Set 25 miles (40 km) west of Agra lies the deserted city of Fatehpur Sikri (City of Victory), built by Akbar in the late 16th century to serve as the new capital of the Mughal Empire. For 14 years from 1571 to 1585, the red sandstone-fortified city served as the dynasty’s seat of power, and at its peak, Englishman Ralph Fitch found it to be considerably larger and grander than even London.
This grandeur was short-lived, however, as in 1585, Akbar moved the capital to Lahore in his campaign against Afghan tribes. By 1619, the city had been completely abandoned and would remain so until archaeologists began exploring it in 1892.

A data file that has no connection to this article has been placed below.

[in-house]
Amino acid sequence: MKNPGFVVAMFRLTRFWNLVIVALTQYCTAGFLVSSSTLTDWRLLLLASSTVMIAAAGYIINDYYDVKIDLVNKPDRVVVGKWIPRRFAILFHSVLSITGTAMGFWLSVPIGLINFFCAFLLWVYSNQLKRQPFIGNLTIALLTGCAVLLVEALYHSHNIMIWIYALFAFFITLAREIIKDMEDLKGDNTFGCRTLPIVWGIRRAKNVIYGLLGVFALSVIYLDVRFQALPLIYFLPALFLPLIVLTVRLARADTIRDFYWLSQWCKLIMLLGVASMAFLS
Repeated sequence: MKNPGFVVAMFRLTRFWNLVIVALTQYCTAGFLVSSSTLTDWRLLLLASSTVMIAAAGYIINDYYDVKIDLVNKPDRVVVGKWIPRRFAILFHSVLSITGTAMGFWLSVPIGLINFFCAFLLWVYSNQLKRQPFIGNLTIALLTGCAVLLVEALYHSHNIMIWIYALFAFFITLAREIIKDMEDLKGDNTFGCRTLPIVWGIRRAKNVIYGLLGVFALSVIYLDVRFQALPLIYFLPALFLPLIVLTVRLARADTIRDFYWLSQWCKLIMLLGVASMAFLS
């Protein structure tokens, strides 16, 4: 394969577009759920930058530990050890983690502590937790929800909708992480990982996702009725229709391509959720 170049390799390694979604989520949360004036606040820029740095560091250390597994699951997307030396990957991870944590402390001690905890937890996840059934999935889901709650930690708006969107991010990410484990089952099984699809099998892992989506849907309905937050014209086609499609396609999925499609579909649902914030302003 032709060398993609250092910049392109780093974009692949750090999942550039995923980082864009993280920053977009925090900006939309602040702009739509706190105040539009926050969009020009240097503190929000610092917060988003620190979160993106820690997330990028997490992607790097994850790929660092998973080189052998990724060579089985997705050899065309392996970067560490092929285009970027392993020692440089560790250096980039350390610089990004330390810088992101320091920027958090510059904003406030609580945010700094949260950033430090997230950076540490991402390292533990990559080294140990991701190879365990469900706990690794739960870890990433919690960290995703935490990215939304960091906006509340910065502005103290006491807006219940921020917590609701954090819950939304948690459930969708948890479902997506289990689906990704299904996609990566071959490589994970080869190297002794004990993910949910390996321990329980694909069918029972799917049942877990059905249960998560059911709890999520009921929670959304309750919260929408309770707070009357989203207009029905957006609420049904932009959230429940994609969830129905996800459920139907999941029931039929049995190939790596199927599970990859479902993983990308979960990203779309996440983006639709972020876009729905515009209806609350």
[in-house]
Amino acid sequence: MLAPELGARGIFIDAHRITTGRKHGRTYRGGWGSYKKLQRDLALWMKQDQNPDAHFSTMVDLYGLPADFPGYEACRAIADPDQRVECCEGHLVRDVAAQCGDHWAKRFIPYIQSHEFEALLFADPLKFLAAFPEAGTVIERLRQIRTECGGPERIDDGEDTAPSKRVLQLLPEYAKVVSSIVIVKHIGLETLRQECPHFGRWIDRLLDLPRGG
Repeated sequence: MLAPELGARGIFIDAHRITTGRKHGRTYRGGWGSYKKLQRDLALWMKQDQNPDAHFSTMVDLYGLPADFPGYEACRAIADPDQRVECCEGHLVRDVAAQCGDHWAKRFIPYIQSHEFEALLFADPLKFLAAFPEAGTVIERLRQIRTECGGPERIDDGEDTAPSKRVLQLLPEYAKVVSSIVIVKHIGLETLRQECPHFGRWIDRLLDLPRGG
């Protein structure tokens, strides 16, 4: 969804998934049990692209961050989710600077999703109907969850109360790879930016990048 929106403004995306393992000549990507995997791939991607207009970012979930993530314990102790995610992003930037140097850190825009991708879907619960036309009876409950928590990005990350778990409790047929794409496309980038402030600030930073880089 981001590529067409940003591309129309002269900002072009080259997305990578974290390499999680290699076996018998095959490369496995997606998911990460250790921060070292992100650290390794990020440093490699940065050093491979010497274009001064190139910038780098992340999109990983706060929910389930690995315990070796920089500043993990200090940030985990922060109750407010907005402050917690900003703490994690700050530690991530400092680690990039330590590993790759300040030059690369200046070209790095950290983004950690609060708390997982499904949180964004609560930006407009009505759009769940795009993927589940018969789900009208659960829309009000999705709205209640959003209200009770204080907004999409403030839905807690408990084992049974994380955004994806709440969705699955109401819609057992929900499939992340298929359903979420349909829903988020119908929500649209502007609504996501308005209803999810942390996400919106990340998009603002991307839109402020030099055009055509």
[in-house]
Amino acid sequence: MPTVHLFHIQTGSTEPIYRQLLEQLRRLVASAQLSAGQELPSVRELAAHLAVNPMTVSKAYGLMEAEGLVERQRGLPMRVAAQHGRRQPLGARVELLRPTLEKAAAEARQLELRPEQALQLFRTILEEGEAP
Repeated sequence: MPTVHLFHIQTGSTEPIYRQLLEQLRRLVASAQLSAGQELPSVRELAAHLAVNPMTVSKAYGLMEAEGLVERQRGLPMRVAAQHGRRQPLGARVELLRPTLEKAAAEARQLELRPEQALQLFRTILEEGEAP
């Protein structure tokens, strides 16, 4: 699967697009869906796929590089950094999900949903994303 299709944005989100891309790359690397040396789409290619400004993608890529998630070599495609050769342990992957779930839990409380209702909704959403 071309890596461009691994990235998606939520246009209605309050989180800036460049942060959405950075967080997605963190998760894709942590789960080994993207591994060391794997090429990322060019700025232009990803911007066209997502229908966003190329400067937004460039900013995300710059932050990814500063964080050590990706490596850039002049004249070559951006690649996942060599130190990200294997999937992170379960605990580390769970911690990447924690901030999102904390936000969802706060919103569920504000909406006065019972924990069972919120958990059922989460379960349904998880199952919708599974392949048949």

Today, Fatehpur Sikri is a ghost town of beautiful sandstone arches, buildings and courtyards exhibiting Persian, Hindu and Jain design elements. Since Akbar was the only emperor to reside in the city for a significant amount of time, it’s considered one of the purist examples of the great emperor’s design aesthetic.